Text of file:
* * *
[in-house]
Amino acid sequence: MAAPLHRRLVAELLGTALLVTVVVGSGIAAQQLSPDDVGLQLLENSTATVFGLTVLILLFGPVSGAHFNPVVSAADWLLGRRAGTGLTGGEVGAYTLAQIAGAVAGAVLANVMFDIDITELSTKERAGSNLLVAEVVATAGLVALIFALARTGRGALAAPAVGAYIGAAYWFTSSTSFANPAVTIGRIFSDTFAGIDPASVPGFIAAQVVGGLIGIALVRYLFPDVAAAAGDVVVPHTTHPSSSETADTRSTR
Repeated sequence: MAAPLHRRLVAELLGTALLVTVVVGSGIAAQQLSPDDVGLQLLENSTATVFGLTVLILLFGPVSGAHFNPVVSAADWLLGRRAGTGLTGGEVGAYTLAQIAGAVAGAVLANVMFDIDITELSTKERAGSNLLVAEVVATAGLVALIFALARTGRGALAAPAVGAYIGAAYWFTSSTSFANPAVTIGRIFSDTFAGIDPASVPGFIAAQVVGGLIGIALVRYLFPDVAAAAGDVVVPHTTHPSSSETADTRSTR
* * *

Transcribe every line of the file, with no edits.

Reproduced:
[in-house]
Amino acid sequence: MAAPLHRRLVAELLGTALLVTVVVGSGIAAQQLSPDDVGLQLLENSTATVFGLTVLILLFGPVSGAHFNPVVSAADWLLGRRAGTGLTGGEVGAYTLAQIAGAVAGAVLANVMFDIDITELSTKERAGSNLLVAEVVATAGLVALIFALARTGRGALAAPAVGAYIGAAYWFTSSTSFANPAVTIGRIFSDTFAGIDPASVPGFIAAQVVGGLIGIALVRYLFPDVAAAAGDVVVPHTTHPSSSETADTRSTR
Repeated sequence: MAAPLHRRLVAELLGTALLVTVVVGSGIAAQQLSPDDVGLQLLENSTATVFGLTVLILLFGPVSGAHFNPVVSAADWLLGRRAGTGLTGGEVGAYTLAQIAGAVAGAVLANVMFDIDITELSTKERAGSNLLVAEVVATAGLVALIFALARTGRGALAAPAVGAYIGAAYWFTSSTSFANPAVTIGRIFSDTFAGIDPASVPGFIAAQVVGGLIGIALVRYLFPDVAAAAGDVVVPHTTHPSSSETADTRSTR